Politicians across the board have not just permitted but also nurtured industries that contaminate rivers, canals and other sources of water, playing havoc with public health and forcing the state to spend on maintenance and rescue operations. Experience shows that the Punjab political leadership has little clarity on the role of the state, which keeps ever expanding and ever interfering. Handouts are decided and delivered selectively. The technology exists to eliminate or minimise personal interface. But that is not put to use. Neither politicos nor bureaucrats want this to happen.
The result: scams.The Chief Minister alone faces trial in two major scams: one for granting exemption to a private builder while transferring 32 acres of prime land of the Amritsar Improvement Trust and the other of showering Rs 1,144-crore benefits on a private company for constructing a city centre in Ludhiana. In both cases, the Vigilance Bureau took U-turns and filed FIR cancellation reports in courts. Scams would not have happened had the government played neutral and followed the rules. The police and the bureaucracy have trained themselves to not raise the alarm on seeing rule-breaking at the highest level. A former SSP who registered the FIR in the Ludhiana case has now spoken up after he got the familiar police treatment, post-retirement, to fall in line.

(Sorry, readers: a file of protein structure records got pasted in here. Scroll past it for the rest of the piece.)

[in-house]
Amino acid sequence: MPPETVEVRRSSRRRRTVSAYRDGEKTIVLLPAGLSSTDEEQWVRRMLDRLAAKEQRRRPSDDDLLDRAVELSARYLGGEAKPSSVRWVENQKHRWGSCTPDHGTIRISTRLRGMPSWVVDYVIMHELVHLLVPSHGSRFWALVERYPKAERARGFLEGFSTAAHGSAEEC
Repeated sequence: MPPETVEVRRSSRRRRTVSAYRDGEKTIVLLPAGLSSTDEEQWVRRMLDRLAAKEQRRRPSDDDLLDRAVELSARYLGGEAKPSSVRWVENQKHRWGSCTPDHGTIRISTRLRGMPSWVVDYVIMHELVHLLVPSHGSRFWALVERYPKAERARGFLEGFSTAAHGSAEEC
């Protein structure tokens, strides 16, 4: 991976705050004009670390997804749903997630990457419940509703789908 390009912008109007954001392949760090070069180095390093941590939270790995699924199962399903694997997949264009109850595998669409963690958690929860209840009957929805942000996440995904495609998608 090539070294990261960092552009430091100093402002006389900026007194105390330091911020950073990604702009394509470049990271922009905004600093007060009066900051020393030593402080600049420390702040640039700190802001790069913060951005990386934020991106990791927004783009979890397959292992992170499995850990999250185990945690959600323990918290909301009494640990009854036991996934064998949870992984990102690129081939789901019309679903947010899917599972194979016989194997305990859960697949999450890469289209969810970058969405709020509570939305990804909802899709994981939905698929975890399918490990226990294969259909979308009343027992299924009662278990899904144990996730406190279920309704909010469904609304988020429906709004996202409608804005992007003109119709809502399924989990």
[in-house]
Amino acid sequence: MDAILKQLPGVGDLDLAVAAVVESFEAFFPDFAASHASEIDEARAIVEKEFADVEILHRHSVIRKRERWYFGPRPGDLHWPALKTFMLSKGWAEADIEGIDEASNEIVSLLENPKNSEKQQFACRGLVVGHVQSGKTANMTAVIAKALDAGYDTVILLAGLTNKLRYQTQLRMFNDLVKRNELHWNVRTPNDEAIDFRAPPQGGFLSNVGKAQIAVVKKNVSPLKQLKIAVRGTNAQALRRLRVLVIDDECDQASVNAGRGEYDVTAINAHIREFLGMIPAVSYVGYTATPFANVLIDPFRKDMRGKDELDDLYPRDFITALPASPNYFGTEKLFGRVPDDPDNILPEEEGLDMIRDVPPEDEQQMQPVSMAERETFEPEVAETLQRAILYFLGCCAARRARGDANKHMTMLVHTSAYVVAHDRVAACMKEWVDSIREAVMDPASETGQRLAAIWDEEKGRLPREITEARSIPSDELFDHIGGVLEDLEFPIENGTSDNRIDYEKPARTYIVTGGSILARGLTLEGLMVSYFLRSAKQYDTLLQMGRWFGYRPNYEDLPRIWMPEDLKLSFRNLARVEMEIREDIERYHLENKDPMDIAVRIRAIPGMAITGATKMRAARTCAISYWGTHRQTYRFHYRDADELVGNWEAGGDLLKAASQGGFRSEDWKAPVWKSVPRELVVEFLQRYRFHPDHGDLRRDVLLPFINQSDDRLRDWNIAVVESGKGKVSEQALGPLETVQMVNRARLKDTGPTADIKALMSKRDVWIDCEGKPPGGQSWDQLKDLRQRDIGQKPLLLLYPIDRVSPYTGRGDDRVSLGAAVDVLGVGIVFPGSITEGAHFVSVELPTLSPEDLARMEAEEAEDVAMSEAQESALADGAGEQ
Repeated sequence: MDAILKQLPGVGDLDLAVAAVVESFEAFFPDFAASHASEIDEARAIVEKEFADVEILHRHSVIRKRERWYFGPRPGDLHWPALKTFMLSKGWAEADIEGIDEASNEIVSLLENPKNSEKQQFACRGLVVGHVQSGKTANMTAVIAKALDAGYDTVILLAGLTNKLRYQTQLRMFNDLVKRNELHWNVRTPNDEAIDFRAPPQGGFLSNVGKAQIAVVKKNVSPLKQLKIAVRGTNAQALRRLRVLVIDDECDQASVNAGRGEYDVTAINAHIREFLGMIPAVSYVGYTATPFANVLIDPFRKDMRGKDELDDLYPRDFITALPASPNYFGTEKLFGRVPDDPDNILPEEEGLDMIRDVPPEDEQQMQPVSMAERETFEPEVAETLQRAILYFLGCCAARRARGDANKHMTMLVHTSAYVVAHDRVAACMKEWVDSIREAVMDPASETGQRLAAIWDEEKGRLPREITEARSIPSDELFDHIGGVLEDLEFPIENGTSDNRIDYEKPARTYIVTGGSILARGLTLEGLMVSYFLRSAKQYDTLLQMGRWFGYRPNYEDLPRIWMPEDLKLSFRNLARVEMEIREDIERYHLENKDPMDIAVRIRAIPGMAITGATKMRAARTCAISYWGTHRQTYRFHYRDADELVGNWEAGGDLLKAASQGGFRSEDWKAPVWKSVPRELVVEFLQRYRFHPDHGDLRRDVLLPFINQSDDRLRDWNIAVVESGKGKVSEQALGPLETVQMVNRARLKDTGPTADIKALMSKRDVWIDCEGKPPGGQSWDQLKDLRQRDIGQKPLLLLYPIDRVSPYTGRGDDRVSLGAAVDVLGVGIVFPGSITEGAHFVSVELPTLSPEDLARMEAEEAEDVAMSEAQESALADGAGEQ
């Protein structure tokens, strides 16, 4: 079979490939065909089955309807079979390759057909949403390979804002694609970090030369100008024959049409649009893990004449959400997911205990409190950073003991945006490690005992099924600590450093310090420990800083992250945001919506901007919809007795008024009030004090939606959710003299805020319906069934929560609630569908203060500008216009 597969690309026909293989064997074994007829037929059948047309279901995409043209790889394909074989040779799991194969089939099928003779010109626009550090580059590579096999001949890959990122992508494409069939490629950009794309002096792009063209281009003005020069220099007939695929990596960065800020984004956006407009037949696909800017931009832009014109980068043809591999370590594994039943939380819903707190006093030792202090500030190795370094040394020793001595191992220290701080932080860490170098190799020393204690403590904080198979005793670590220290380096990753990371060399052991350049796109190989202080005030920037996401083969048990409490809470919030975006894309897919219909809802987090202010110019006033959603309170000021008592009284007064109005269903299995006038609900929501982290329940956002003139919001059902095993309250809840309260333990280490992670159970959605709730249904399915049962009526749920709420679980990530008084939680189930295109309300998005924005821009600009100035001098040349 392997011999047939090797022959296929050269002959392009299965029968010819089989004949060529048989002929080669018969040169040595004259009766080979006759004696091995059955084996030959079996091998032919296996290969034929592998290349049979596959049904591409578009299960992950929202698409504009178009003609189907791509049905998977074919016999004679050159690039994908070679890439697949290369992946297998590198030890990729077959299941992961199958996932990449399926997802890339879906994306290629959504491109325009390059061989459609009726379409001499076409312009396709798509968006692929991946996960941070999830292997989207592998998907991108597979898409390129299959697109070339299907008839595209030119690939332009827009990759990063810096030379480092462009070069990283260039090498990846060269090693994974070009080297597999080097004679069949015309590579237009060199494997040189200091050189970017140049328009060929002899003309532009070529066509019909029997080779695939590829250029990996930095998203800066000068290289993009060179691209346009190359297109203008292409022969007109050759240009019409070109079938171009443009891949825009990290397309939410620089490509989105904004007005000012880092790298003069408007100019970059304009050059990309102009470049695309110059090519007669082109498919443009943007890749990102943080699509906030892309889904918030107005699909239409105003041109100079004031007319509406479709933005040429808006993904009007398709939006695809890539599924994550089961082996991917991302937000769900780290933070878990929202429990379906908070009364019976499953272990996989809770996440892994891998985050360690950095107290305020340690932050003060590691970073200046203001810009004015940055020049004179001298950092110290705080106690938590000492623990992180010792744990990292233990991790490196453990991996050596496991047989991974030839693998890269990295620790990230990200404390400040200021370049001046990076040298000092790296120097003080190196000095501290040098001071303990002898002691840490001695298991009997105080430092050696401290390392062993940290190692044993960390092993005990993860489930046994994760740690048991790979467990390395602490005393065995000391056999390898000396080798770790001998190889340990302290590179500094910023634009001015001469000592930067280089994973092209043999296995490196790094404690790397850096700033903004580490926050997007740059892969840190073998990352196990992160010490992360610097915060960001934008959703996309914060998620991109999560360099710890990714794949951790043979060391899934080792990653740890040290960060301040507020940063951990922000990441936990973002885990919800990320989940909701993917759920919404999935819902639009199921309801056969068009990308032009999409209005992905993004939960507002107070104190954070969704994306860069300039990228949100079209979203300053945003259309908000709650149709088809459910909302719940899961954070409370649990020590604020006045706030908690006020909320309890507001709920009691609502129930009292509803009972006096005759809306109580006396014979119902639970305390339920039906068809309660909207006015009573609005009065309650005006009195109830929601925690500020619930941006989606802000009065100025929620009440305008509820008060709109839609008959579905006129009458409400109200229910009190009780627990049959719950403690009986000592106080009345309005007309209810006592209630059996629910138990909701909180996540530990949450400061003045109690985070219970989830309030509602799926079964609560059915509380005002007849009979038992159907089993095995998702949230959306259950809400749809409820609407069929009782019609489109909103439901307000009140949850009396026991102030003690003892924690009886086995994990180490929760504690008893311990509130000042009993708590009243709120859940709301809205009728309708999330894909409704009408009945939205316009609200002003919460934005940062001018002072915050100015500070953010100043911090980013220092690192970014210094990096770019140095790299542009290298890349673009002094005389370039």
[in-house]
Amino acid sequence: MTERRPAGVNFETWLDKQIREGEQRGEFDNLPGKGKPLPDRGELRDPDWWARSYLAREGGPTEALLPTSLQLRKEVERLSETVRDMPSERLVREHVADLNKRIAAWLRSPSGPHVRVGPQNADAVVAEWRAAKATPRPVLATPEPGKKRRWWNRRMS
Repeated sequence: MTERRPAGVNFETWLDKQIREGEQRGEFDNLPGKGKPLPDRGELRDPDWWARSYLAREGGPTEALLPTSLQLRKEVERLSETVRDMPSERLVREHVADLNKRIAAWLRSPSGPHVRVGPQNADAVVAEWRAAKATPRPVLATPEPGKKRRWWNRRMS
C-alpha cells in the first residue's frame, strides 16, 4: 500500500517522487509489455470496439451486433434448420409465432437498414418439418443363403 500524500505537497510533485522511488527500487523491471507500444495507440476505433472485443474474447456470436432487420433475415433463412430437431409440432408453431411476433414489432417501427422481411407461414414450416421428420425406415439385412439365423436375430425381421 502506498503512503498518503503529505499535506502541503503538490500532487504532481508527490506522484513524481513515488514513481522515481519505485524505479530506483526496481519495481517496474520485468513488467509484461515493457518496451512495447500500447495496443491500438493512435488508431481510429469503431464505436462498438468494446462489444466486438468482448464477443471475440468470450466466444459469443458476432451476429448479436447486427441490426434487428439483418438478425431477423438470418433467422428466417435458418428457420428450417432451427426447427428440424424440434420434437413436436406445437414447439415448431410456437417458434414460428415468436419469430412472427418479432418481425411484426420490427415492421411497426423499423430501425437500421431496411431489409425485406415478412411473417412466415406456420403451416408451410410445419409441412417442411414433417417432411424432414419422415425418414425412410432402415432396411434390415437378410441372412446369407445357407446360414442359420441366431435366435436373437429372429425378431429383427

Enforcement of the rule of law is a pre-condition for the state having a congenial environment for industry and development. The government is expected to play a limited role, laying down the rules of the game and punishing deviations, apart from getting out of the way of entrepreneurs. This is what politicians in Punjab don’t do or let state institutions do because automatic approvals would mean an end to the ease of making money at various levels.
Courtesy: The Tribune